It was leaked to members of the press earlier this year that Schottenheimer signed a new contract. Don’t believe that this is iron clad. The Jets have poked around changing offensive coordinators and quarterback coaches. Matt Cavanaugh is not safe. And it makes sense. Coaxing Moore to become the offensive coordinator is an option. Offensive line coach Bill Callahan could be appointed to take over if he isn’t plucked by another team to be an offensive coordinator or head coach. And trust me, Callahan’s on the radar. I like Brian Schottenheimer. But it is clear he isn’t on the same page as Rex Ryan. And before Sanchez takes the fall, it makes more sense to see if he can be coached up and improve.
Rex should’ve saved his best talk for game day, screaming, “Run the damn ball” at his offensive coordinator, before it became too late.
The rest of the "Schein 9", unrelated to the Jets, can be found at the provided link.
[I][FONT="Georgia"]I find it remarkable how so few people have been willing to actually write about this, especially the Jets beat writers. The beat writers for the most part; will knock Rex, destroy Mark, and then squeeze in a subtle mention about the playcalling often without even mentioning the name Schottenheimer. They often tread so lightly. What are they afraid of? Does the Jets organization "punish" those that call out Schotty with restricted access to the team? Why is it OK to hammer Rex but not Schotty? I find it really aggravating. Look, we all know Mark has some limitations but Schotty's time has come and gone 2 or 3 years ago. Fire this putz once and for all![/FONT] [/I][/QUOTE]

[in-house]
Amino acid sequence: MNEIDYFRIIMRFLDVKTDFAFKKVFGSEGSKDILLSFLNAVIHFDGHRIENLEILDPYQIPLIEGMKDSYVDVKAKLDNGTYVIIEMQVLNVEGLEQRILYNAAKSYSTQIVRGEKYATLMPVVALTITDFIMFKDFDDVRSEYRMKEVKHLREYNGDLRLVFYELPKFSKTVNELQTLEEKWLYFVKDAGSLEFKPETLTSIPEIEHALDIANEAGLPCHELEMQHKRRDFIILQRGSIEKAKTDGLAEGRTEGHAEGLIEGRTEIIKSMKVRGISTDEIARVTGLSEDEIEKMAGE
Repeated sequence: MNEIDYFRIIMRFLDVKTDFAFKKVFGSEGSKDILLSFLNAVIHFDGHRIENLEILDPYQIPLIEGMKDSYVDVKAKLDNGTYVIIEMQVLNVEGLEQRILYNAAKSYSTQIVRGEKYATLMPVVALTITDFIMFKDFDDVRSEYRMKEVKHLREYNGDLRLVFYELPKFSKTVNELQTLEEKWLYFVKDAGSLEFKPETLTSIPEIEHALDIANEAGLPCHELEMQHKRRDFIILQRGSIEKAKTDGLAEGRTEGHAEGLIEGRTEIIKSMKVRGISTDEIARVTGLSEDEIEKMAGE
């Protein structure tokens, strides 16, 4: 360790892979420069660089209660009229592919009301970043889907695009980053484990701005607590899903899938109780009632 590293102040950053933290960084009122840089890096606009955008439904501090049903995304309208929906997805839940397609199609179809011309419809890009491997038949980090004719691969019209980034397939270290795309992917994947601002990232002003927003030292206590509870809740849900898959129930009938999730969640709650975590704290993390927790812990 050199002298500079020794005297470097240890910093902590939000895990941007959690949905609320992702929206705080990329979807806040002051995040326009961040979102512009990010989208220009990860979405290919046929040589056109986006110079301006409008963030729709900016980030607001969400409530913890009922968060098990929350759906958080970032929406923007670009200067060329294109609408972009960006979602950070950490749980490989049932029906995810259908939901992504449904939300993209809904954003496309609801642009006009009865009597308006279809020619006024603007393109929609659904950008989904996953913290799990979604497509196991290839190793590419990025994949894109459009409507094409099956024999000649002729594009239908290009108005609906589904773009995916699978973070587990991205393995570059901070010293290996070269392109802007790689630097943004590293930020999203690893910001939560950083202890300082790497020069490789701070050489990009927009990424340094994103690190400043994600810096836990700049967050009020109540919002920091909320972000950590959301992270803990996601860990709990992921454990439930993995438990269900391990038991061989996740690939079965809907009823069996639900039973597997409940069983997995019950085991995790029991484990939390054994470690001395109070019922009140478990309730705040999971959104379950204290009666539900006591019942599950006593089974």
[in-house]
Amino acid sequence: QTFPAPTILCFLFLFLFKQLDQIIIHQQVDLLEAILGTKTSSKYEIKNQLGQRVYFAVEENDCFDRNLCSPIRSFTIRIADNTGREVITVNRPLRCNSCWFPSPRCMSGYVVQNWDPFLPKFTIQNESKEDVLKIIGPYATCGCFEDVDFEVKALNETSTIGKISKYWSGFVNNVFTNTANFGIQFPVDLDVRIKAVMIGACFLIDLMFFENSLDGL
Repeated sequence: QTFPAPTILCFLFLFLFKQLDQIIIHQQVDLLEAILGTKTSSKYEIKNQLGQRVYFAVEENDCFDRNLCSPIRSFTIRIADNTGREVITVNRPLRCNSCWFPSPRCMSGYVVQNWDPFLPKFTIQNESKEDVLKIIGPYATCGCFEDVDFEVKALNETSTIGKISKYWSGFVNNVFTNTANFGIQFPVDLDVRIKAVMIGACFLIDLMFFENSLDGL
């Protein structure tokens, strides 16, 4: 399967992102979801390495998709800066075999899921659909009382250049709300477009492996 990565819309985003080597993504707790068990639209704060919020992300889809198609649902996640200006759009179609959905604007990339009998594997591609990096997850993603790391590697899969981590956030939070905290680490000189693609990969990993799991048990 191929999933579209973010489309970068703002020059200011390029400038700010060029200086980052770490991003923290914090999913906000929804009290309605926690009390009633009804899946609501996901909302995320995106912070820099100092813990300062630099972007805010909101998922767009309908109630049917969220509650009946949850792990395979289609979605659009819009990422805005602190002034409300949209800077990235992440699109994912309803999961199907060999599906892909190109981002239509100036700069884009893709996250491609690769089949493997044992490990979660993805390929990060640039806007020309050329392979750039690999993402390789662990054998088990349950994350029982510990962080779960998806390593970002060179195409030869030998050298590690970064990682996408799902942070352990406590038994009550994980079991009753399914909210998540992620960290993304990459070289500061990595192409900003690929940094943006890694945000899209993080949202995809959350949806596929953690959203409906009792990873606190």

NO these teams have OC's that work to their QB's strengths they know what can be done and they game plan accordingly...ours doest he instead has guys running routes the same direction and not far or short enough...we need a new oc regardless if we make the playoffs or not...
so why does it take until december 25 for any of the talking heads to bring this up? it was plenty obvious even last season that schitty is a poor oc. even the jets know it hence tom moore.